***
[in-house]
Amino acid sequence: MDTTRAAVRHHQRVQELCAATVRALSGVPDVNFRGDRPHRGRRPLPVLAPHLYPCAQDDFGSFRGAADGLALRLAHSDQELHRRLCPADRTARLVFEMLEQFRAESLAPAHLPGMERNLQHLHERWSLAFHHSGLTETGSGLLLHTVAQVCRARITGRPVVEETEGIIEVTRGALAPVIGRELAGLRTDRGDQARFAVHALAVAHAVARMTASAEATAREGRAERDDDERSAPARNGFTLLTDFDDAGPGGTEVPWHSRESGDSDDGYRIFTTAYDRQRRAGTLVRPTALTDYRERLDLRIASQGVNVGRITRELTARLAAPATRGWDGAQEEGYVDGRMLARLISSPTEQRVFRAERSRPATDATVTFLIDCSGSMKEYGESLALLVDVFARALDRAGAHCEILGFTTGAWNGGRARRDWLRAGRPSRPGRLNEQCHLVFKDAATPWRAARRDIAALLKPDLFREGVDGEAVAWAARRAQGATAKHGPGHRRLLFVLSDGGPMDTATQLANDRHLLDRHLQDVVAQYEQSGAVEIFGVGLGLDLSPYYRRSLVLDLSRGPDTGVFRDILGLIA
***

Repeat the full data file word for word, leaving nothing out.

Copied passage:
[in-house]
Amino acid sequence: MDTTRAAVRHHQRVQELCAATVRALSGVPDVNFRGDRPHRGRRPLPVLAPHLYPCAQDDFGSFRGAADGLALRLAHSDQELHRRLCPADRTARLVFEMLEQFRAESLAPAHLPGMERNLQHLHERWSLAFHHSGLTETGSGLLLHTVAQVCRARITGRPVVEETEGIIEVTRGALAPVIGRELAGLRTDRGDQARFAVHALAVAHAVARMTASAEATAREGRAERDDDERSAPARNGFTLLTDFDDAGPGGTEVPWHSRESGDSDDGYRIFTTAYDRQRRAGTLVRPTALTDYRERLDLRIASQGVNVGRITRELTARLAAPATRGWDGAQEEGYVDGRMLARLISSPTEQRVFRAERSRPATDATVTFLIDCSGSMKEYGESLALLVDVFARALDRAGAHCEILGFTTGAWNGGRARRDWLRAGRPSRPGRLNEQCHLVFKDAATPWRAARRDIAALLKPDLFREGVDGEAVAWAARRAQGATAKHGPGHRRLLFVLSDGGPMDTATQLANDRHLLDRHLQDVVAQYEQSGAVEIFGVGLGLDLSPYYRRSLVLDLSRGPDTGVFRDILGLIA